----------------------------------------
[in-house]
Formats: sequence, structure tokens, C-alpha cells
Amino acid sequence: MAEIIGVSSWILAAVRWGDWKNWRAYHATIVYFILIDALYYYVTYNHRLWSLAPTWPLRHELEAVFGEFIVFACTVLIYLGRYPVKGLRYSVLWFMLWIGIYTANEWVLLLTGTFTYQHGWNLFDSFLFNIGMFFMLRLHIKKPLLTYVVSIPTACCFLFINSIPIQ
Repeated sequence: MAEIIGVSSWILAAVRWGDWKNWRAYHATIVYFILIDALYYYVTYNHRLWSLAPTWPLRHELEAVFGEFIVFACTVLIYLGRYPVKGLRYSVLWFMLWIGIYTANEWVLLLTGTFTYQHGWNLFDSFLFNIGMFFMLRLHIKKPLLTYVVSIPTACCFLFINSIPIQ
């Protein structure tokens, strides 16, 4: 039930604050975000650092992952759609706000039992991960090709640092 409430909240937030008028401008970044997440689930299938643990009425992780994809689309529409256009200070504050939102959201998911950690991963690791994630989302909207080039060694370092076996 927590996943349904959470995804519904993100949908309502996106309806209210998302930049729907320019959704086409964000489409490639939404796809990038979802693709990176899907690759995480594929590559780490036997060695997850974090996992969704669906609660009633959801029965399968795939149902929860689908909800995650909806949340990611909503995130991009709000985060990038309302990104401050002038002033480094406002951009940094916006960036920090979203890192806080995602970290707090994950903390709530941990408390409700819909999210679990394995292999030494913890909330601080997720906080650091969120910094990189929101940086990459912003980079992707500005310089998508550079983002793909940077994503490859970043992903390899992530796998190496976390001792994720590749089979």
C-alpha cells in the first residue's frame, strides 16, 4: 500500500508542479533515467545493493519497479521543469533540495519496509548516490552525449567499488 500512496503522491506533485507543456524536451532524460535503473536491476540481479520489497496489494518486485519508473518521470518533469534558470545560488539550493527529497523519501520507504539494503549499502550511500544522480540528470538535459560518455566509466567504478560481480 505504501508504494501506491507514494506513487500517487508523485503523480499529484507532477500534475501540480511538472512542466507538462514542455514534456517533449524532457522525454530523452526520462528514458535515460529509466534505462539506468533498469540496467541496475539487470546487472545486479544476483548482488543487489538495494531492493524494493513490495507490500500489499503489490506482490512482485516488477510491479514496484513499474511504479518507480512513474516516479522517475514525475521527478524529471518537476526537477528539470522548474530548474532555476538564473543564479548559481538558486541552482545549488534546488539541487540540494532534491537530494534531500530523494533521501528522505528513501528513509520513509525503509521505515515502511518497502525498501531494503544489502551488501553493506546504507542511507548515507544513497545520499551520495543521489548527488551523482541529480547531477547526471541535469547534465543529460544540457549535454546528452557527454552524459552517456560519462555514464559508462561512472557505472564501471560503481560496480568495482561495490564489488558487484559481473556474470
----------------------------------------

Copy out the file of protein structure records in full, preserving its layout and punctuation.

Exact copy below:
[in-house]
Formats: sequence, structure tokens, C-alpha cells
Amino acid sequence: MAEIIGVSSWILAAVRWGDWKNWRAYHATIVYFILIDALYYYVTYNHRLWSLAPTWPLRHELEAVFGEFIVFACTVLIYLGRYPVKGLRYSVLWFMLWIGIYTANEWVLLLTGTFTYQHGWNLFDSFLFNIGMFFMLRLHIKKPLLTYVVSIPTACCFLFINSIPIQ
Repeated sequence: MAEIIGVSSWILAAVRWGDWKNWRAYHATIVYFILIDALYYYVTYNHRLWSLAPTWPLRHELEAVFGEFIVFACTVLIYLGRYPVKGLRYSVLWFMLWIGIYTANEWVLLLTGTFTYQHGWNLFDSFLFNIGMFFMLRLHIKKPLLTYVVSIPTACCFLFINSIPIQ
């Protein structure tokens, strides 16, 4: 039930604050975000650092992952759609706000039992991960090709640092 409430909240937030008028401008970044997440689930299938643990009425992780994809689309529409256009200070504050939102959201998911950690991963690791994630989302909207080039060694370092076996 927590996943349904959470995804519904993100949908309502996106309806209210998302930049729907320019959704086409964000489409490639939404796809990038979802693709990176899907690759995480594929590559780490036997060695997850974090996992969704669906609660009633959801029965399968795939149902929860689908909800995650909806949340990611909503995130991009709000985060990038309302990104401050002038002033480094406002951009940094916006960036920090979203890192806080995602970290707090994950903390709530941990408390409700819909999210679990394995292999030494913890909330601080997720906080650091969120910094990189929101940086990459912003980079992707500005310089998508550079983002793909940077994503490859970043992903390899992530796998190496976390001792994720590749089979």
C-alpha cells in the first residue's frame, strides 16, 4: 500500500508542479533515467545493493519497479521543469533540495519496509548516490552525449567499488 500512496503522491506533485507543456524536451532524460535503473536491476540481479520489497496489494518486485519508473518521470518533469534558470545560488539550493527529497523519501520507504539494503549499502550511500544522480540528470538535459560518455566509466567504478560481480 505504501508504494501506491507514494506513487500517487508523485503523480499529484507532477500534475501540480511538472512542466507538462514542455514534456517533449524532457522525454530523452526520462528514458535515460529509466534505462539506468533498469540496467541496475539487470546487472545486479544476483548482488543487489538495494531492493524494493513490495507490500500489499503489490506482490512482485516488477510491479514496484513499474511504479518507480512513474516516479522517475514525475521527478524529471518537476526537477528539470522548474530548474532555476538564473543564479548559481538558486541552482545549488534546488539541487540540494532534491537530494534531500530523494533521501528522505528513501528513509520513509525503509521505515515502511518497502525498501531494503544489502551488501553493506546504507542511507548515507544513497545520499551520495543521489548527488551523482541529480547531477547526471541535469547534465543529460544540457549535454546528452557527454552524459552517456560519462555514464559508462561512472557505472564501471560503481560496480568495482561495490564489488558487484559481473556474470